Friday, April 12, 2013

Well, here it is--Friday again and April is almost half over.  How the time has flown.  I know I say that often but tis true for me.  The weather turned colder here--not freezing cold but cold.  We had rain yesterday.  At least a couple of inches, which we do need.  Illinois just west of Chicago have flood warnings posted.  They had a couple of 10 and 12 inch snowfalls over the couple of weeks around April 1 and I am sure the ground did not have enough time to thaw.  Then they got more rain than we did over the last week.  They say we should have warmer temps Sunday.  I hope so because I really want to get started in the gardens.

Here is an amusing item--unless you are a woman intent on defying time.  Those of you who have visited here often know I am not such a woman.

The author of this little piece is so right but he doesn't take it far enough.  It isn't just the switch from the peculations of those occupying the corner offices to the alleged gaming of the social safety net by 'welfare queens.'  How much of the news is really news any more?  We get maybe a line or two about a real news story and then five minutes dissecting the latest round of Dancing With The Stars.  If someone wants to watch the program I don't mind but I do mind when it invades the news I want to watch.  I guess Psy has a new 'music' video out.  I would rather not know about it but I can't get away from it.  It is on the (s)news program.

The news last night had another segment on how much food the 'average' American family wastes each day, week, month, year.  While I can agree that modern Americans have been conditioned to waste way too much of everything (not just food.)  But I feel that focusing on the individual or individual family ignores all too much of our wastage.  How about laws that prohibit farmers who can't sell a crop profitably from donating it to food banks?  Forcing them to sell at a loss or plow under is a big waste.  Or what about the frequent (and seemingly more frequent) recalls of food for bacterial or other kinds of contamination?  Some of the companies hit with such recalls over the last couple of years had been running dirty operations for months if not years before the FDA or other agency shut them down.  That is not only a threat to consumer health and safety but a criminal waste of food.  They estimated that the so-called Average family wastes 23 lbs per week.  I would guess that at least that much (that is 23 lbs x the number of families per day) is wasted in our industrial food processing system.  Why don't our lamestream (s)news media address that wastage?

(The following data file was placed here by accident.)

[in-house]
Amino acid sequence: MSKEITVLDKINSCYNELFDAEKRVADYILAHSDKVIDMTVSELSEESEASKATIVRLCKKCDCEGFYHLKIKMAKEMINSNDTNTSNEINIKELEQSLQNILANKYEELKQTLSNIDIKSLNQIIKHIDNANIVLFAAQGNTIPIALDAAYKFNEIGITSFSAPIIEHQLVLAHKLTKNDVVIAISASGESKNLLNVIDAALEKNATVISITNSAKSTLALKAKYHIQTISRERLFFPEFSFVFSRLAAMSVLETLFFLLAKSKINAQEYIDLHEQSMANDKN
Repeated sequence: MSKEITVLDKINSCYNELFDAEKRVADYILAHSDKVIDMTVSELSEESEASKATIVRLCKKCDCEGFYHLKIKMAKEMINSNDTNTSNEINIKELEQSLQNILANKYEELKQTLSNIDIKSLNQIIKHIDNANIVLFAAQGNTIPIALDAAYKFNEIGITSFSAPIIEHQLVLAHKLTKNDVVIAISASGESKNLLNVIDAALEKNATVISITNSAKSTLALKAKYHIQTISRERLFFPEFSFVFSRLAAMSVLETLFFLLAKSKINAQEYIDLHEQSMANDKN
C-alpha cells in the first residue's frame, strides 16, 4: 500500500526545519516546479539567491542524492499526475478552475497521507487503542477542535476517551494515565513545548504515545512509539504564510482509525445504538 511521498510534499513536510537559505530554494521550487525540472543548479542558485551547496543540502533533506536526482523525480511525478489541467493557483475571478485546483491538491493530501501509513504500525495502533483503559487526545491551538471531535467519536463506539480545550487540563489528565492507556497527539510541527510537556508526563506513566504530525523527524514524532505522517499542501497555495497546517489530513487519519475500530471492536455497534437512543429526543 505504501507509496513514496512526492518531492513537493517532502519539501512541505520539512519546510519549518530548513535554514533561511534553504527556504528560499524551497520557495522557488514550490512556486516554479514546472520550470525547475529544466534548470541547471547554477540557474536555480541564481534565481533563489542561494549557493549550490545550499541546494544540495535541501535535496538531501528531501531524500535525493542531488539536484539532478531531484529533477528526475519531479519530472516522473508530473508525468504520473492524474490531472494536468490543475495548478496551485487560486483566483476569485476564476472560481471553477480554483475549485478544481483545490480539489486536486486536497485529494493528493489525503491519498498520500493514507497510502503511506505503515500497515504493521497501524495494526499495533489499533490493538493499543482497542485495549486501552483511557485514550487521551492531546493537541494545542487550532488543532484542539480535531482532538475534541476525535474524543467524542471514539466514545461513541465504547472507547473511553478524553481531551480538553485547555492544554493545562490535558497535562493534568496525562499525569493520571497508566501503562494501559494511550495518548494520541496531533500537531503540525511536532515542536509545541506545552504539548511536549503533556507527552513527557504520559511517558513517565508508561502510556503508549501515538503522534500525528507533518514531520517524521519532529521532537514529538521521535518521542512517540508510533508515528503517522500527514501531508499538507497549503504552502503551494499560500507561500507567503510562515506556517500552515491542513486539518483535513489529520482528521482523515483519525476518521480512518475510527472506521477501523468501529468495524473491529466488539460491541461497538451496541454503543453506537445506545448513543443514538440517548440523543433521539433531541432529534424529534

About a month or so ago I read accounts from Australia concerning shortages of powdered baby formula because Chinese visitors were buying it up and sending it back to relatives.  Evidently, Britain has also had that problem--to the point that some suppliers and stores are putting a limit on how much can be purchased at any one time.  I saw a BBC piece awhile back which included complaints from British customers who were upset with the restrictions because they couldn't buy enough from their usual supplier to meet their needs.  Often they had twins or they only shopped once every or twice a month.  The phenomenon stems from the scandal of a couple of years ago involving melamine laced formula sickening and killing babies.  I would say, from stories like this one, that consumers still don't trust the Chinese producers.

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